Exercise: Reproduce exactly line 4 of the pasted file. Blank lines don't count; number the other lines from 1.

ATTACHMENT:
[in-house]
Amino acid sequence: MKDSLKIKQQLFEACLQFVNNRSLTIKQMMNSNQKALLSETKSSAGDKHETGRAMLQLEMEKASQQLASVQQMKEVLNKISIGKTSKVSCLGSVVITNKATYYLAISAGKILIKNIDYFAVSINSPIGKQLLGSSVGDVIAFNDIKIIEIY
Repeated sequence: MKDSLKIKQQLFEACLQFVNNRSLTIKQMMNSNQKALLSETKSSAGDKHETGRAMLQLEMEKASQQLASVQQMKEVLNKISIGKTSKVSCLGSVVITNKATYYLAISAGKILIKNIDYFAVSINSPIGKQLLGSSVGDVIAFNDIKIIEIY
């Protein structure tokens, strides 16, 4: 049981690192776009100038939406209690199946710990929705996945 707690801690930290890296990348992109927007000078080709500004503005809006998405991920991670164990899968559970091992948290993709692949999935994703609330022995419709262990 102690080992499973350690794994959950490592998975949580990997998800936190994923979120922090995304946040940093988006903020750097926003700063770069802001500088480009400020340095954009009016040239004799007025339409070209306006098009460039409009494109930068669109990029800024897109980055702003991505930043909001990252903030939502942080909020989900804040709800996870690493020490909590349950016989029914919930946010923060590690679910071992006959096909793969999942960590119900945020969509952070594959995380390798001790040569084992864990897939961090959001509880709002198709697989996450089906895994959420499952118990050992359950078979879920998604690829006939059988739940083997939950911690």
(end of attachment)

């Protein structure tokens, strides 16, 4: 049981690192776009100038939406209690199946710990929705996945 707690801690930290890296990348992109927007000078080709500004503005809006998405991920991670164990899968559970091992948290993709692949999935994703609330022995419709262990 102690080992499973350690794994959950490592998975949580990997998800936190994923979120922090995304946040940093988006903020750097926003700063770069802001500088480009400020340095954009009016040239004799007025339409070209306006098009460039409009494109930068669109990029800024897109980055702003991505930043909001990252903030939502942080909020989900804040709800996870690493020490909590349950016989029914919930946010923060590690679910071992006959096909793969999942960590119900945020969509952070594959995380390798001790040569084992864990897939961090959001509880709002198709697989996450089906895994959420499952118990050992359950078979879920998604690829006939059988739940083997939950911690």